Detection of Tectonic and Crustal Deformation using GNSS Data Processing: The Case of PPGnet
|Médium:||article de revue|
|Publié dans:||Civil Engineering Journal, 1 janvier 2021, n. 1, v. 7|
Aitolo-Akarnania prefecture, western Greece, is an area with strong earthquakes and large active fault systems. The most prominent are the Katouna sinistral strike slip fault and the Trichonis Lake normal fault system. Their proximity to large cities, and the lack of detailed information on their seismogenic potential, calls for multiparametric research. Since 2013, the area’s crustal deformation has been monitored by a dense GNSS Network (PPGNet), consisting of five stations, equipped with Leica and Septentrio receivers. The objective of this network is to define the rate of deformation across these two main fault systems. Data is recorded using two sampling frequencies, 1 Hz and 10Hz, producing hourly and daily files. Daily data is processed using Bernese GNSS Processing Software using final orbits of International GNSS Service. Double-difference solution is computed using phase measurements from the PPGNet network complemented by four stations from Athens’ National Observatory GNSS network and six stations from METRICA network. First results show a NNE movement at PVOG station of 12 mm/y and a similar movement at RETS station of about 9 mm/y. This means that the Trichonis Lake normal fault system, located between these two stations, depicts a slip rate of 3 mm/y. KTCH and RGNI stations move eastwards at a velocity of about 5 mm/y due to the Katouna-Stamna fault system. Data from PPGNet has provided important results on crustal deformation in the area, i.e. slip rates have been attributed to specific fault systems. The comparison and links of these data with broader geodynamic models is now possible and we expect, in a later phase that will provide a more detailed image of the associated seismic hazard for Aitolo-Akarnania.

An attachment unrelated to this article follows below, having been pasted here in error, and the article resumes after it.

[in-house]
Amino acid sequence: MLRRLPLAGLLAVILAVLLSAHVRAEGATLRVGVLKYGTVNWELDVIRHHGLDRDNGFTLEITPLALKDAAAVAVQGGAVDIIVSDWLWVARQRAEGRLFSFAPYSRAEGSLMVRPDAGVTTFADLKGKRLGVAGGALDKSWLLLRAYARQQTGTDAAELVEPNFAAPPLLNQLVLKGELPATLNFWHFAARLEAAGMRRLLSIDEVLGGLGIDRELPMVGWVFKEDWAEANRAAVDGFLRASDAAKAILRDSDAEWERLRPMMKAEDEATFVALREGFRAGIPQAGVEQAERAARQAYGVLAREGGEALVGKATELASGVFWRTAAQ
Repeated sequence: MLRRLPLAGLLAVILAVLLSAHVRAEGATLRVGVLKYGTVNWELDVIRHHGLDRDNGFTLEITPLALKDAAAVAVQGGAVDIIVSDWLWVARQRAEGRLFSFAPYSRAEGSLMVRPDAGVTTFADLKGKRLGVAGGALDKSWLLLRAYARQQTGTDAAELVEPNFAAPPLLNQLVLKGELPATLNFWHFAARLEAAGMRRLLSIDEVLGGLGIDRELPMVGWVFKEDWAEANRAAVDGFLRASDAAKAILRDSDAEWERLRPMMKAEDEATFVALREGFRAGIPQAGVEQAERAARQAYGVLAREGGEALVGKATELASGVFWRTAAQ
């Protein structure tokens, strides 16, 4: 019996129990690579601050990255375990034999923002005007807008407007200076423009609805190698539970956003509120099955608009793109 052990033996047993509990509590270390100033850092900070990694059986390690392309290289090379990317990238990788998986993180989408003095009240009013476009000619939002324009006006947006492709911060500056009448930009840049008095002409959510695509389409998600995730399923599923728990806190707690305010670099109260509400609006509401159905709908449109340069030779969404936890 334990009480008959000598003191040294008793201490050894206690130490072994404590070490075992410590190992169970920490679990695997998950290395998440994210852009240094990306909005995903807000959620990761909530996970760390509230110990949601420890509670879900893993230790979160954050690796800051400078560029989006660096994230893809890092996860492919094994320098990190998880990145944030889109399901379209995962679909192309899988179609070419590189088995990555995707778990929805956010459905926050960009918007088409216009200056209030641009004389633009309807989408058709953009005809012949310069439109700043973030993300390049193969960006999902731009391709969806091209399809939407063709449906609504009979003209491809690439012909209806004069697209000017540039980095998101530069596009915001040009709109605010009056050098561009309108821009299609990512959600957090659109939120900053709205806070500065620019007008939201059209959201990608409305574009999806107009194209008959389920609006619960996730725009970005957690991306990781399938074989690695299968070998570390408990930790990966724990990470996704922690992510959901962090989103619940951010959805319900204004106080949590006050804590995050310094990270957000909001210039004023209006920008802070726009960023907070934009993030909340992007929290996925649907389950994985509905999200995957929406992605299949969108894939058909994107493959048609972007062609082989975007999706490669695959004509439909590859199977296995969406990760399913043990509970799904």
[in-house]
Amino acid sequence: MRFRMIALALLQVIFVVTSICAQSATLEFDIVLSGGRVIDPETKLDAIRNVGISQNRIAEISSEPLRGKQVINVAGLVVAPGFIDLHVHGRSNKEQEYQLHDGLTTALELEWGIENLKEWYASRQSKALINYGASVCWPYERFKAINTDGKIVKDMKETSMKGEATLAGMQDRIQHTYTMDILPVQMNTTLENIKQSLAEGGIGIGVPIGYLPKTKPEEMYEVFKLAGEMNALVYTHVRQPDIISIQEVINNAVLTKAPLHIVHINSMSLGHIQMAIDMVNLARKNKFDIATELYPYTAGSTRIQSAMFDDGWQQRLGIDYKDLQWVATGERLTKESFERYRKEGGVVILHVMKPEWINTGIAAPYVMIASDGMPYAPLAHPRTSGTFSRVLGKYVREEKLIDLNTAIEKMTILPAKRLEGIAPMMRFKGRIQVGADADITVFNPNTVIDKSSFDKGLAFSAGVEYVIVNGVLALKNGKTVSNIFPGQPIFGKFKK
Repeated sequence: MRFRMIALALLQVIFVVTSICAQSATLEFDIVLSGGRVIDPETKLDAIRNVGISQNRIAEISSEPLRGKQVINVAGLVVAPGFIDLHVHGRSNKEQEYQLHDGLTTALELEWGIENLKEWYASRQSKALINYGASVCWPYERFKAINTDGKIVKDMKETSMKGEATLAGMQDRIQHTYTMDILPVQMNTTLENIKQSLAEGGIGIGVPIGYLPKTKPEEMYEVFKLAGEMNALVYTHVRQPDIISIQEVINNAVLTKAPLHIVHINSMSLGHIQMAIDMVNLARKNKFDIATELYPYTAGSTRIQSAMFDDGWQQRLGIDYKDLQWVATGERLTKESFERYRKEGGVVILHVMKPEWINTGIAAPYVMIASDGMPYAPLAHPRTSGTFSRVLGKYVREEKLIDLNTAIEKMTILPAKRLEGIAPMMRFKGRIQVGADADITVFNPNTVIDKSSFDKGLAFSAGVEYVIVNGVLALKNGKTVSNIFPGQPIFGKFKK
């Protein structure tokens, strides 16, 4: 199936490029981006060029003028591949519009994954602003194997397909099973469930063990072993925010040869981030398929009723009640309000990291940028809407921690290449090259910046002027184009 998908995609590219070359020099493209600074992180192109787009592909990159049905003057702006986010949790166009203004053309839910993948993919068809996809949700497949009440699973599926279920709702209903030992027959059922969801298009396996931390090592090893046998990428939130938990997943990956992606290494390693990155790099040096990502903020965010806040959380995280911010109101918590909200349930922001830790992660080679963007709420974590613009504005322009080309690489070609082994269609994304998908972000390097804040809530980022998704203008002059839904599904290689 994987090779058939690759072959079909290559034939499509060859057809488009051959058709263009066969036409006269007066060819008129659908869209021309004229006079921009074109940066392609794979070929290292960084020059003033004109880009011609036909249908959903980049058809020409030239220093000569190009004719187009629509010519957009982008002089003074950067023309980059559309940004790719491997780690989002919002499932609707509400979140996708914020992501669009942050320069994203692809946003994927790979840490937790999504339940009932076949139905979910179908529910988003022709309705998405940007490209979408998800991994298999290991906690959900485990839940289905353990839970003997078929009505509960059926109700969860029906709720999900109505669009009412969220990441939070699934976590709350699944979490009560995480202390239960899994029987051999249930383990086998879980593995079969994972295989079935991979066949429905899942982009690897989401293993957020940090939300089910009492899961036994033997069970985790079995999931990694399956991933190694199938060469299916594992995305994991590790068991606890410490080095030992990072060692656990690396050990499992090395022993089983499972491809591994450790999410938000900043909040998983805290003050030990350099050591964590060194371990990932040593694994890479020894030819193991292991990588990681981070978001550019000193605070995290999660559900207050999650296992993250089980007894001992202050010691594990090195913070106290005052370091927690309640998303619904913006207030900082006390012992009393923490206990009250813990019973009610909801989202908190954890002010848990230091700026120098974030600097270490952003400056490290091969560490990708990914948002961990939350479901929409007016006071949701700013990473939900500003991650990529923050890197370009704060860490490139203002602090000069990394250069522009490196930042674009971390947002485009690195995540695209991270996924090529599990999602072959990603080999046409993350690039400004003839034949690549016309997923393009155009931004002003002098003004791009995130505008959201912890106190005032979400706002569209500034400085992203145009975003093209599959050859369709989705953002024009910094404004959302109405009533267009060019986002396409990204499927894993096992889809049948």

|Copyright:||© 2021 Epameinondas Lyros, Jakub Kostelecky, Vladimir Plicka, Filler Vratislav, Efthimios Sokos, Konstantinos Nikolakopoulos|
Cette oeuvre a été publiée sous la license Creative Commons Attribution 4.0 (CC-BY 4.0). Il est autorisé de partager et adapter l'oeuvre tant que l'auteur est crédité et la license est indiquée (avec le lien ci-dessus). Vous devez aussi indiquer si des changements on été fait vis-à-vis de l'original.
sur cette fiche
- Publié(e) le:
- Modifié(e) le: